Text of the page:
Divorce mediation allows you and your soon to be “ex” spouse to make all decisions connected to your divorce, including all divorce-related issues, namely: distribution of properties, assets and debts; child custody; visitation rights; child support or child maintenance; and, alimony or spousal support. This divorce procedure also ensures privacy, a quicker, yet more peaceful settlement, and a cost that is a lot cheaper than litigated divorce, which is the procedure for spouses who cannot reach any agreement.
Mediation or mediated divorce is a process done with the help of a third party mediator that is chosen by the spouses themselves. Regardless of his/her profession (can be a lawyer or anything else), what is important is that this mediator should be highly trained in the process of mediation and is a neutral party.
Though mediation is only an alternative to the traditional court-settled divorce procedure, due to the many advantages it offers, many couples opting for divorce choose it instead of taking their divorce case to a court. This is because, compared to a court-litigated divorce, which: can take up to two years; may cost between $19,000 and $40,000 (depending on how long the procedure will take and the number of issues that need to be resolved); is witnessed by anyone who would like to watch the proceeding; and, wherein all decisions are made by the presiding judge, a mediated divorce may take only up to three months or even less (that is if the spouses decide to meet often to arrive at a settlement fast), costs only between $3,000 and $4,500, is settled privately (between the mediator and the spouses), and allows the spouses to decide on everything. The mediator’s role is only to make sure that personal emotions and sources of conflict which can prolong decision making, are filtered out to keep the spouses’ line of communication free and open, and, that all decisions are reasonable and made freely and willingly.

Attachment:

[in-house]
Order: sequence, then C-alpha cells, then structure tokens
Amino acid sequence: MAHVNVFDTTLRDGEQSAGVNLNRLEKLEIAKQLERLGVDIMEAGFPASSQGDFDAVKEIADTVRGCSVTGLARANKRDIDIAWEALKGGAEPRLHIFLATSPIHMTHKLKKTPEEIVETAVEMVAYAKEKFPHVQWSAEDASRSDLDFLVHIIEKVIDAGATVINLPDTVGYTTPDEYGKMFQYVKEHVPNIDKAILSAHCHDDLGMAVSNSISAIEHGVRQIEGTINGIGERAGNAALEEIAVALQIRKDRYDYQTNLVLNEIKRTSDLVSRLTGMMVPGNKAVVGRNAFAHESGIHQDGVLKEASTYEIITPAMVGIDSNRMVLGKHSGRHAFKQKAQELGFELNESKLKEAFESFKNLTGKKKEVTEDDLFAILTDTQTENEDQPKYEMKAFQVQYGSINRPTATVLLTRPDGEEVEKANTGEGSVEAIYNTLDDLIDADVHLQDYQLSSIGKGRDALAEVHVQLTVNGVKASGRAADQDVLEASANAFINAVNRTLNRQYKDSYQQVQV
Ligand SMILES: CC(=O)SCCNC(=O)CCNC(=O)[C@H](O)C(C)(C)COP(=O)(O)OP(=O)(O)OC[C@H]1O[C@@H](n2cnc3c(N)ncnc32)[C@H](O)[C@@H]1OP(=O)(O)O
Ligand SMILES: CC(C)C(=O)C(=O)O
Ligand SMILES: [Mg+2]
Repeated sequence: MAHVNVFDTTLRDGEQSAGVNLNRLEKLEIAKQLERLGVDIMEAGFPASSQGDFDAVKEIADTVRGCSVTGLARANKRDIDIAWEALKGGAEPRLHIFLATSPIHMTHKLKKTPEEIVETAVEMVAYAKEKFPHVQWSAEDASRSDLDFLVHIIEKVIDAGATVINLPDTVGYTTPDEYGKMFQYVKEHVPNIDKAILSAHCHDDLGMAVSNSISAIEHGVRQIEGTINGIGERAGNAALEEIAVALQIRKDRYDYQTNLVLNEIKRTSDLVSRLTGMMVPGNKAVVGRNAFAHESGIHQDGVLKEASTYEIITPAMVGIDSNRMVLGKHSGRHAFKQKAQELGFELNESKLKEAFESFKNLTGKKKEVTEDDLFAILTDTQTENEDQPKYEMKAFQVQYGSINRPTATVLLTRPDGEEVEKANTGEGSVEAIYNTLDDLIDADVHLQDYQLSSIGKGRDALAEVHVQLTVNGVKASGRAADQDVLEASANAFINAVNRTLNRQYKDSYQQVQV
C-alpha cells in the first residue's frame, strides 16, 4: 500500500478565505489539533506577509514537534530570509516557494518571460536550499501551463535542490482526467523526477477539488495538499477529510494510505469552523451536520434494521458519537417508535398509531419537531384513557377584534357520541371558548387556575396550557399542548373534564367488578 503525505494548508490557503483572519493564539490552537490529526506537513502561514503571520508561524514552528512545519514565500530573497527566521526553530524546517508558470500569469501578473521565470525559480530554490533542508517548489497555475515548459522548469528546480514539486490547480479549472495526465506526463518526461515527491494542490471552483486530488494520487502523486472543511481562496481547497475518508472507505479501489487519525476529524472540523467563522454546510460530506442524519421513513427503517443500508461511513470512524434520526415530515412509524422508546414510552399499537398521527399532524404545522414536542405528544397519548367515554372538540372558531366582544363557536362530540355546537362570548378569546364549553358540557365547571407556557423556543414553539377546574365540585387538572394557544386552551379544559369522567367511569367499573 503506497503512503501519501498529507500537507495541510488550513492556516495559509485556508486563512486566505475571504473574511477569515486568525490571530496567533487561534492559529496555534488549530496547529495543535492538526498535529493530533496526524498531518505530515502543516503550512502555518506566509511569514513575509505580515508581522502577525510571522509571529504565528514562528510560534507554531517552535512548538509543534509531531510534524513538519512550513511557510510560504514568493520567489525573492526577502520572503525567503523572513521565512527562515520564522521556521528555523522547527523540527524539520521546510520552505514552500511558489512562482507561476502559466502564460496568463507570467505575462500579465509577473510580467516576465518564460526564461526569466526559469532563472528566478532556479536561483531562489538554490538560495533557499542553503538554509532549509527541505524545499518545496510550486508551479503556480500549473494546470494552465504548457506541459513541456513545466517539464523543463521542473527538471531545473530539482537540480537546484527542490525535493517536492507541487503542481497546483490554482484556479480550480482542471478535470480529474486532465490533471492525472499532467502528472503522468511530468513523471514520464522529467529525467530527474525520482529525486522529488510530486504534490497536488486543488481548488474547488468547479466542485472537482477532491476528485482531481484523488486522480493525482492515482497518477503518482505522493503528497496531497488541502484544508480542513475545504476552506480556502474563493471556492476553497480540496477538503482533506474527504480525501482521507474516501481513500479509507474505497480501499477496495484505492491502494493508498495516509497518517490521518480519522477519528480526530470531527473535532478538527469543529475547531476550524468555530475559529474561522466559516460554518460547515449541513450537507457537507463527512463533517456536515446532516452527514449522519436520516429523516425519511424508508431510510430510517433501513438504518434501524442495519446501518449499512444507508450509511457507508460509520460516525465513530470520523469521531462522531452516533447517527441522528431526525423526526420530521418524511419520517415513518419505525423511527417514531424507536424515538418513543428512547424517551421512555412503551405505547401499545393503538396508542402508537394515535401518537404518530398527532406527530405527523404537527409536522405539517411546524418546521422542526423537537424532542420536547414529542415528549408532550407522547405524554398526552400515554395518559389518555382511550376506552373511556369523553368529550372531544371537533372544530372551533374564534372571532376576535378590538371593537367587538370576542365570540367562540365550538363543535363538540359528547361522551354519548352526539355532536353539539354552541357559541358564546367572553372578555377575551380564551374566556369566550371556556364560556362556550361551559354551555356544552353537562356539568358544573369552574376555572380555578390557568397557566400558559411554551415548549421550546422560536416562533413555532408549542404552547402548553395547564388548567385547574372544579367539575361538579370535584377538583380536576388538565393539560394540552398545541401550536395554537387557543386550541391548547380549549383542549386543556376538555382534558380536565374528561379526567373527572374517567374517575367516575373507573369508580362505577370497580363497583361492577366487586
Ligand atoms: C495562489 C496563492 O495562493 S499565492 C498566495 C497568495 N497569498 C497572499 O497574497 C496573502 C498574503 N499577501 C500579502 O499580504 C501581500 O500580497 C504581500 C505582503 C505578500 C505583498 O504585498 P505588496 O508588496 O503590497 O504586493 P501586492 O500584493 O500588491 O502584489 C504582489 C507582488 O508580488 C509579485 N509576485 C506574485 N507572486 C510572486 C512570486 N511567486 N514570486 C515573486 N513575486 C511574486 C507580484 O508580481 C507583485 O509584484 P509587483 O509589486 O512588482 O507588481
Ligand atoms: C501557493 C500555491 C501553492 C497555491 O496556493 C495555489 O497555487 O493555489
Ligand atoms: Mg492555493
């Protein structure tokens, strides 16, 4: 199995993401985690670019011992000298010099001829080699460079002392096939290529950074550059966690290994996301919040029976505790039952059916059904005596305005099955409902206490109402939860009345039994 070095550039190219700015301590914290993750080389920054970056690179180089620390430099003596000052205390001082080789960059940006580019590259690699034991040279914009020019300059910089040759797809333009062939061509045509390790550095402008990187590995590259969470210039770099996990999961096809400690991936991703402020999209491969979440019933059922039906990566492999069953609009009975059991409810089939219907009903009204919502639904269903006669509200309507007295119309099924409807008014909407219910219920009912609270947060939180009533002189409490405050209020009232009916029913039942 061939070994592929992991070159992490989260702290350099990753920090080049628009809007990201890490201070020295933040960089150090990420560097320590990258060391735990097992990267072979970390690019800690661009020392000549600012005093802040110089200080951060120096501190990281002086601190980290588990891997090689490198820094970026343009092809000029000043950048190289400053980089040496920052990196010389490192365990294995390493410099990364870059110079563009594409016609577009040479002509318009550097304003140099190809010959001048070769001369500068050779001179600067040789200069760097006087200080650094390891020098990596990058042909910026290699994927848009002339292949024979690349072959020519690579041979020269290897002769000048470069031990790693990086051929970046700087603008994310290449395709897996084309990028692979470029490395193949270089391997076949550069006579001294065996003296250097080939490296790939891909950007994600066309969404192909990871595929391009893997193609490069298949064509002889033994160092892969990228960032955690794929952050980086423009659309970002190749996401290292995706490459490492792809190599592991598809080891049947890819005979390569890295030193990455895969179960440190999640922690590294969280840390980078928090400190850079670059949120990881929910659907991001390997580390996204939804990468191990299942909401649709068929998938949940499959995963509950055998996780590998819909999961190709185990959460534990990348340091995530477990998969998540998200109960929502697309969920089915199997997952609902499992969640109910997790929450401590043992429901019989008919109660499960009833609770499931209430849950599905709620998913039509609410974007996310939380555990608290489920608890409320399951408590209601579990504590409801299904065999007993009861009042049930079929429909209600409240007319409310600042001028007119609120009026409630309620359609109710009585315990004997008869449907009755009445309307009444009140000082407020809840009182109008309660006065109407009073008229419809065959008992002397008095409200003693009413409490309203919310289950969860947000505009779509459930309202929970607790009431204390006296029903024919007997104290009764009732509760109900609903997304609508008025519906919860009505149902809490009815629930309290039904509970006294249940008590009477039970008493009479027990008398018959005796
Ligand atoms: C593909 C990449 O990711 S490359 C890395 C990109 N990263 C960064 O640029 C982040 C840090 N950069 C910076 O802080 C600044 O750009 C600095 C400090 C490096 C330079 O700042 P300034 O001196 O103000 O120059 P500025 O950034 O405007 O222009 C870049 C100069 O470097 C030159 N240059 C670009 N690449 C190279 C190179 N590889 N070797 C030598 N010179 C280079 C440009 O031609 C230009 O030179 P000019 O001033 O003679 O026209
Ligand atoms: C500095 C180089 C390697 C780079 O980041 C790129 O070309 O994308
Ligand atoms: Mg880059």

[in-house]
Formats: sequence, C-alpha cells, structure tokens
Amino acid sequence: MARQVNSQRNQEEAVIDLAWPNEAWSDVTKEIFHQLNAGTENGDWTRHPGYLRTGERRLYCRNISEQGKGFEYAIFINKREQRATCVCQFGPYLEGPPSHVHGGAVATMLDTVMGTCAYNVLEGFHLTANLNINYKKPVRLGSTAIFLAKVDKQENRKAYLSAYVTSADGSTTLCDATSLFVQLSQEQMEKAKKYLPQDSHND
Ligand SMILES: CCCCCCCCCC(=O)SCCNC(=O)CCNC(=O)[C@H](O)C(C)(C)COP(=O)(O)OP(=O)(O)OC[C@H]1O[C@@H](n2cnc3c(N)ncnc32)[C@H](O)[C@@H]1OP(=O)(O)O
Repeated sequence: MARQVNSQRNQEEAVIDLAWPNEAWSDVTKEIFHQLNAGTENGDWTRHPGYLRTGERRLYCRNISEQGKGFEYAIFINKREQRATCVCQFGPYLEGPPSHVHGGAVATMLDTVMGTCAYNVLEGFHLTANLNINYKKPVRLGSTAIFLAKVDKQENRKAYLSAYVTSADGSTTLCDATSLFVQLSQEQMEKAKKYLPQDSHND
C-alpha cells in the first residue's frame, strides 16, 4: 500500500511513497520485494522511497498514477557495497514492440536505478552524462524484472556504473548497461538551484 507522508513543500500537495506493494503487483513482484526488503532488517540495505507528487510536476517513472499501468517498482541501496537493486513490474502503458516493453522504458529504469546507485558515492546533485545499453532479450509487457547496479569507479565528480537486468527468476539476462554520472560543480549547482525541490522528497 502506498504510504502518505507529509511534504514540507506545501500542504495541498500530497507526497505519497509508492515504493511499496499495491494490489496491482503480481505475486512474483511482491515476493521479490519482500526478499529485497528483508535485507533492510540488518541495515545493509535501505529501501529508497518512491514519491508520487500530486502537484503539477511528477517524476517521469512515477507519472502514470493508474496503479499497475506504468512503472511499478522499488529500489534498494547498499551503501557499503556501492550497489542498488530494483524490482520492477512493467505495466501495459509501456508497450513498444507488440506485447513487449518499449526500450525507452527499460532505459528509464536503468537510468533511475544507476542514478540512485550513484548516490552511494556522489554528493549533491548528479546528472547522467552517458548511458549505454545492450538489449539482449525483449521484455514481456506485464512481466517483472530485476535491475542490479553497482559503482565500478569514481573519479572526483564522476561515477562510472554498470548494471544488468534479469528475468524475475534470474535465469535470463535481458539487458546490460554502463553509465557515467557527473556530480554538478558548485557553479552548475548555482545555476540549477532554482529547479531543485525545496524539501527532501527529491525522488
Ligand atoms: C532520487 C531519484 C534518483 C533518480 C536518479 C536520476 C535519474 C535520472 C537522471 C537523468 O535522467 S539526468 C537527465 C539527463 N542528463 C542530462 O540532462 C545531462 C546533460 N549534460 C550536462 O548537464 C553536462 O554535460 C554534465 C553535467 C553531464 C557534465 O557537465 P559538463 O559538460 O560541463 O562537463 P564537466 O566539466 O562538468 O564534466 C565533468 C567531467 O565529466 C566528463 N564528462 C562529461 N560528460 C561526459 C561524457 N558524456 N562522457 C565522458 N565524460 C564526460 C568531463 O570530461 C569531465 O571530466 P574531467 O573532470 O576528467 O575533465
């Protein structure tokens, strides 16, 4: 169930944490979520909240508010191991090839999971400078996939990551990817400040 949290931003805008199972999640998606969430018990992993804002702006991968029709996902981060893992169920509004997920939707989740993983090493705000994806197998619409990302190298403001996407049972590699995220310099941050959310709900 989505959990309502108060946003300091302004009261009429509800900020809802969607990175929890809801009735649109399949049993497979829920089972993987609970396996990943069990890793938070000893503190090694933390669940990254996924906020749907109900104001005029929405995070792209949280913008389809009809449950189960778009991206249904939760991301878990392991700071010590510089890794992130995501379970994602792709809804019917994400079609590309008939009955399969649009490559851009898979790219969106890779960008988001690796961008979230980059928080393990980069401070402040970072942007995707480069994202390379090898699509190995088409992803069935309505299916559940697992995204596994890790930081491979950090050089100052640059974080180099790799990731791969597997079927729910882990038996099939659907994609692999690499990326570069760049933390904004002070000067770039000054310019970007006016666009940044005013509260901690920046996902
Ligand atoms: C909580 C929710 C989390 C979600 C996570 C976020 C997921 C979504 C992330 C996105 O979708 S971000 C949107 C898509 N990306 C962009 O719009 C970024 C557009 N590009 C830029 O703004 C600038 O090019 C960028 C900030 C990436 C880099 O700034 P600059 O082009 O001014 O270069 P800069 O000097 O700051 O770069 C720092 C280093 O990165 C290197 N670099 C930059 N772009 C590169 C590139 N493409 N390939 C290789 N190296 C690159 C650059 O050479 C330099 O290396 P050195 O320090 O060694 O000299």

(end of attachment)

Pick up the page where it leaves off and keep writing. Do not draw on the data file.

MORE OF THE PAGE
Legal representation is never necessitated in a mediation process, unlike in litigated divorce; however, consulting with a lawyer may help a spouse a lot in understanding how to negotiate properly and if the final agreement will not compromise his/her future as well as the children’s future.
Divorce proceedings involving formal court hearings and judicial decisions are always immensely costly in time and resources. It is recommended for married couples who are seeking a divorce to consider alternative dispute resolutions before entering their case into the already overcrowded court system. In fact, some Texas counties require that a couple first goes through mediation in an attempt to solve their divorce quicker and with less complexity. Mediation is an often overlooked option that divorcing couples should consider before pursuing litigation as an option.